Fortunately, despite getting teased from Dern (“He’s out in Cloudy with Meatballs Part Two — I mean, how dramatic do you want him to be?”), Forte seemed enthusiastic about this change of pace for his career. “I’m really so proud to be in this movie. I would love to have more opportunities like this,” said Forte.

The supporting cast is top notch as well. June Squibb plays Kate Grant — Woody’s wife and David’s mother — a foul-mouthed, miserably married woman dealing with Woody’s dementia and pig-headedness. Squibb is a true, live wire.

Stacy Keach also makes a memorable appearance as the scheming Ed Peagram, Woody’s old business partner. Despite acting pleasant and pleased for Woody, Peagram quickly takes advantage of him, trying to weasel out a cut of the money. When asked if either of them had experienced a similar kind of pressure, Forte and Dern had differing responses. Forte complimented his friends and explained his growing ability to choose the right people with whom to spend time: “I have a wonderful group of friends. You just kind of evolve as a friend-chooser.” Dern, however, has gotten plenty of requests. “Can you get me an interview with him? Can I meet Jack [Nicholson]? They press their advantage.” Dern also admitted, with a wry smile, of being “just as much a whore as anybody.” He once crossed off Harry Dean Stanton’s name from a casting director’s register and put his own name down, taking Stanton’s prime 3 o’clock slot.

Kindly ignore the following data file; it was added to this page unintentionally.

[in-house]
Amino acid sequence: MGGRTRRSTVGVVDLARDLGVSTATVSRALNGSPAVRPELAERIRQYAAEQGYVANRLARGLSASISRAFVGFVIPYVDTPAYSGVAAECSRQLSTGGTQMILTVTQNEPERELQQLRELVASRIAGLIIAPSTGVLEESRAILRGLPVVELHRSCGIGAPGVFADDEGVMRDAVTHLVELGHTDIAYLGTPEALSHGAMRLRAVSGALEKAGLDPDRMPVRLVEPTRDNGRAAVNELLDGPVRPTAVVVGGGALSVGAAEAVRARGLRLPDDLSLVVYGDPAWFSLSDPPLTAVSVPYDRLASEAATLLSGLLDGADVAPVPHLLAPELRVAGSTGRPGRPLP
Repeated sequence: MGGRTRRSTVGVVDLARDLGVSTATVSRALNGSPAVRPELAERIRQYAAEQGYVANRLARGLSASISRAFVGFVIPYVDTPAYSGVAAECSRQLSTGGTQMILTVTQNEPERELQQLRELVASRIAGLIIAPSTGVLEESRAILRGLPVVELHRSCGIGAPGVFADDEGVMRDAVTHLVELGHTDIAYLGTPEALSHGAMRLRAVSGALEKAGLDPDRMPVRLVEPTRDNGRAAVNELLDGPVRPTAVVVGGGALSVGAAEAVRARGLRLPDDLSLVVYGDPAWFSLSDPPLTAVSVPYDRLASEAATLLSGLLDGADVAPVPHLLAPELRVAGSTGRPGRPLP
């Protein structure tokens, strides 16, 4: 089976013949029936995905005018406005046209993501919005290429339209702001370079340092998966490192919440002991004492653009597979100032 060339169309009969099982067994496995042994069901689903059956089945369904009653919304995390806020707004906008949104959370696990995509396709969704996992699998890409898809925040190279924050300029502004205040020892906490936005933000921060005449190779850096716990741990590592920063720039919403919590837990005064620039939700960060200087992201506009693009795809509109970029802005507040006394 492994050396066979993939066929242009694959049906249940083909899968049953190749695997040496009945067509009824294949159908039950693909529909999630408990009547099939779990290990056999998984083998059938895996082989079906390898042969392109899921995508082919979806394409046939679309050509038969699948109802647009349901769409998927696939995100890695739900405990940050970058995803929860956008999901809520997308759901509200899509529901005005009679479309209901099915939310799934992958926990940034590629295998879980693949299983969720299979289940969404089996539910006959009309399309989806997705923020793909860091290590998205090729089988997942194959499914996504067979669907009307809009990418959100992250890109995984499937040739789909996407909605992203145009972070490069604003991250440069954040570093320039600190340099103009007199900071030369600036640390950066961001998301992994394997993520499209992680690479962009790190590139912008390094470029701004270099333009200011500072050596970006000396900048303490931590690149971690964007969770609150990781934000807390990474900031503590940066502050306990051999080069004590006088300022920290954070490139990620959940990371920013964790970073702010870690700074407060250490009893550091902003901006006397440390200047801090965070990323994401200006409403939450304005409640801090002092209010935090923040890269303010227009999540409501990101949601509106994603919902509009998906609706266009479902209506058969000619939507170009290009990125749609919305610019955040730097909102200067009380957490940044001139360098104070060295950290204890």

Overall, “Nebraska” is excellent at creating comedy out of everyday family experiences. Nothing feels forced and most of the jokes are simple — the kind of thing that would naturally happen and cause a quick giggle to ripple across a dinner table. (You couldn’t keep a straight face if you heard a karaoke version of “In the Ghetto” at a cheap steakhouse, could you?) The obvious contrast between Woody’s sons and his Nebraskan relatives also provides some of the funniest moments in the film, as does Woody’s increasingly poor ability to pay attention.

The film is shot in black and white, which, although probably not essential, does give the viewer the sense of the stark, disappearing Midwest. It also contributes to the difficult relationship between Woody and his son. Alexander Payne’s film is very nuanced, with nearly every shot set up to provide artistic or emotional depth. It is a graceful film, full of warmth and heart, and one that anyone could and should enjoy.